Innovative medical technology can save human lives. However, outdated approval processes delay a rapid market launch.
The use of cyber-medical systems and programmable electronic medical systems (PEMS) up to semi-autonomous or robotic assistance systems is increasing. However, the approval and placement on the market of medical devices is a lengthy, highly regulated process, especially with regard to technical documentation. Therefore, more efficient certification processes are one of the core challenges facing the medical technology industry.
Current safety documentation and risk assessment
Software-based medical technology products are more agile, complex and interconnected than traditional medical technology products. Formal proof of safety, which is necessary for certification, is therefore becoming more complicated and time-consuming. Currently, manually created tables and text documents make safety documentation and risk assessment difficult for all parties involved. In product development, the development process, safety documentation and safety verification are not electronically coordinated. For the regulatory authorities, familiarisation with the sometimes extensive documents of the certification documentation for clinical trials or risk notifications makes efficient risk assessment more difficult. This has a potentially negative impact on the initiation of corrective measures to ensure patient safety.
KIMEDS – AI-assisted certification of medical technology softwar
The aim of the KIMEDS project is to use artificial intelligence (AI) to develop a standardised system to improve and speed up the approval of software-based medical technology. “We are aiming for an integrated, AI-based approach to monitoring product safety risks that covers the entire life cycle of medical software, from development to certification to product monitoring,” explains Stephen Gilbert, Professor of Medical Device Regulatory Science at the EKFZ for Digital Health at TU Dresden.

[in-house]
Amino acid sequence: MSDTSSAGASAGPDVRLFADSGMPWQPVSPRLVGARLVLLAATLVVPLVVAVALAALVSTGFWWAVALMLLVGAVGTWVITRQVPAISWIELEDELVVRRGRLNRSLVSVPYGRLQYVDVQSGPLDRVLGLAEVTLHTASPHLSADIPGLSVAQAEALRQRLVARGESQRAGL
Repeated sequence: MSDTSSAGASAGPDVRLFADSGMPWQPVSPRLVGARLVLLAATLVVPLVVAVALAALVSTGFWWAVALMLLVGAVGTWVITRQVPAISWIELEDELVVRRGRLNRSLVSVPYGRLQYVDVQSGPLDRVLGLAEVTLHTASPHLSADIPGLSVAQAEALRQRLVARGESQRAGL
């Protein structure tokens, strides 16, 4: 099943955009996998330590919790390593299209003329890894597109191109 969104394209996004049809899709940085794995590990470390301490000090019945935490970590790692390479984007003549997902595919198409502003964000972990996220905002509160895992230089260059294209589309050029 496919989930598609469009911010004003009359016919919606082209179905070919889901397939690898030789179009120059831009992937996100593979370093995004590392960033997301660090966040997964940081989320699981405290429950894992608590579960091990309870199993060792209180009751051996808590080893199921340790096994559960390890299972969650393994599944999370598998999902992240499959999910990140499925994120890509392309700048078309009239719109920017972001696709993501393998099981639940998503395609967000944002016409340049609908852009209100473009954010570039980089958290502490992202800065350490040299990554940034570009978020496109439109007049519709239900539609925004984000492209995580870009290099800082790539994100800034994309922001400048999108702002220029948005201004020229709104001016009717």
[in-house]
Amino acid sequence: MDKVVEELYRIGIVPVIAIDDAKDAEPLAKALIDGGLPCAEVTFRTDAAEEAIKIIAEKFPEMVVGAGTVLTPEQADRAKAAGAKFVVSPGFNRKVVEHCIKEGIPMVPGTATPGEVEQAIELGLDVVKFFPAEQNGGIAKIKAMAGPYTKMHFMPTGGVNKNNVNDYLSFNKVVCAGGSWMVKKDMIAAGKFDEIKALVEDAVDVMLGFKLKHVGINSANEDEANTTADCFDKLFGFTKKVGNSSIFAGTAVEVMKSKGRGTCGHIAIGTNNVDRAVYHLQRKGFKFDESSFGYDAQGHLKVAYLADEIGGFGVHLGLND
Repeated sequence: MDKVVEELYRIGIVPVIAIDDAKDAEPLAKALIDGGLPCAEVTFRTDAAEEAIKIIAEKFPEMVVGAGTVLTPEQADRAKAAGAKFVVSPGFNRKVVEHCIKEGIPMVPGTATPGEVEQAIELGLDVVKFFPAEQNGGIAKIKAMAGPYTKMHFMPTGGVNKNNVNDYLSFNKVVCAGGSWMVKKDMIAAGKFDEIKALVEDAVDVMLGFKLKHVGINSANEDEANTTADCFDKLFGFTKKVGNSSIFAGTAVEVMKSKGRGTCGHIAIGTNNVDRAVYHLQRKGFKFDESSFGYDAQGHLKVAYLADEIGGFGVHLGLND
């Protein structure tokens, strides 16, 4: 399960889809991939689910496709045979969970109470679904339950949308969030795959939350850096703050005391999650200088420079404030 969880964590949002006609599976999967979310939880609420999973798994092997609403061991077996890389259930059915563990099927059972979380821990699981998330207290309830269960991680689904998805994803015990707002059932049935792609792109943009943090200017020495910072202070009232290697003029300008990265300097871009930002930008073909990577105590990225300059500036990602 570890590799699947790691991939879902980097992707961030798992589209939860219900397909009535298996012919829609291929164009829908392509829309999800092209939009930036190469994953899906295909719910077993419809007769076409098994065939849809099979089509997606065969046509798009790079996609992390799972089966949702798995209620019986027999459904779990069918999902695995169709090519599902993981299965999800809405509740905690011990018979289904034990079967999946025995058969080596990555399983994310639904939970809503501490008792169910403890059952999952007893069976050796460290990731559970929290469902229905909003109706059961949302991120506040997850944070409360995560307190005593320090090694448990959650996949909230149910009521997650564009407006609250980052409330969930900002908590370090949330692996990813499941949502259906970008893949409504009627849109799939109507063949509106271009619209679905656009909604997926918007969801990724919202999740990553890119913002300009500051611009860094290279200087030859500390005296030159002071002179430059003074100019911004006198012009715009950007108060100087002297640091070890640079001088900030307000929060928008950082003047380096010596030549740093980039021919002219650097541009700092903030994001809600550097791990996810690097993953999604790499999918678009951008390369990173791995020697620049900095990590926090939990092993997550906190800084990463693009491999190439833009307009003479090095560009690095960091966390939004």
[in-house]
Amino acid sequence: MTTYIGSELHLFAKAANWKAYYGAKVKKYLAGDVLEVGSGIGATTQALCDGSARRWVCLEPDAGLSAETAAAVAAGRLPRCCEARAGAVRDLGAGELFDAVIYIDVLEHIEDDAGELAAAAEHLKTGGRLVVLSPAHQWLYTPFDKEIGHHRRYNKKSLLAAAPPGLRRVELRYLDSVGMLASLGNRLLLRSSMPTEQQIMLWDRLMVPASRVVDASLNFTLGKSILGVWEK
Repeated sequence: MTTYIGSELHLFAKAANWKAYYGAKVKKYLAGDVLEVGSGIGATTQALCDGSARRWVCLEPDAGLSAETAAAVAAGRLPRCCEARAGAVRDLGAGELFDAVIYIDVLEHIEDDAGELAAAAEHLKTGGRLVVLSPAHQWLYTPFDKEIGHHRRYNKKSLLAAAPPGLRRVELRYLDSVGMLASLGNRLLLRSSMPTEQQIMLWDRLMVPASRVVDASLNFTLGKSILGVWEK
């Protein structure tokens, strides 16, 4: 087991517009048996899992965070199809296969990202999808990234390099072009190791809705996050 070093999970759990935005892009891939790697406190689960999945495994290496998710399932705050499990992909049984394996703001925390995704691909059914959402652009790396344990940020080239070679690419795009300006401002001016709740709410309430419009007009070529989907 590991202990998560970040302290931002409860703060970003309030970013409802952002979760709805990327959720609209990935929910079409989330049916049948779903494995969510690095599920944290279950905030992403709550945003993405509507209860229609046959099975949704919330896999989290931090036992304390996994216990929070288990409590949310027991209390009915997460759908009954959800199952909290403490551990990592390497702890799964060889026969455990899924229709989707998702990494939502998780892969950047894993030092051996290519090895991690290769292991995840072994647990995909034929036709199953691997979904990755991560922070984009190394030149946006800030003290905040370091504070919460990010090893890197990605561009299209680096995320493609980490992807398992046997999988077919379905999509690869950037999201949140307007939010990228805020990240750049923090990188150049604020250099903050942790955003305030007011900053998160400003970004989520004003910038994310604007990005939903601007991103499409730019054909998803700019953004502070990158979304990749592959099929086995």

In the course of the project, a pilot solution is to be developed that will form the basis for international standardisation. With the help of appropriate AI software tools, complex specifications that are difficult for humans to understand can be checked for completeness and consistency as well as for their logical consequences. This should lead to a fundamental improvement in the safety, transparency and certification of PEMS.
Creation of safety documentation begins with software development
The establishment of an internationally compatible and standardised, modern AI-supported regulatory system of interoperable software tools could map the entire life cycle. Here, the creation of safety documentation starts directly in the software development process, supported by a continuous validity check by the AI system. The same system supports the assessment of structured evidence during certification, resulting in significant efficiency gains. As a result of the innovative and sustainable cooperation of the KIMEDS consortium, the entire medical technology industry benefits.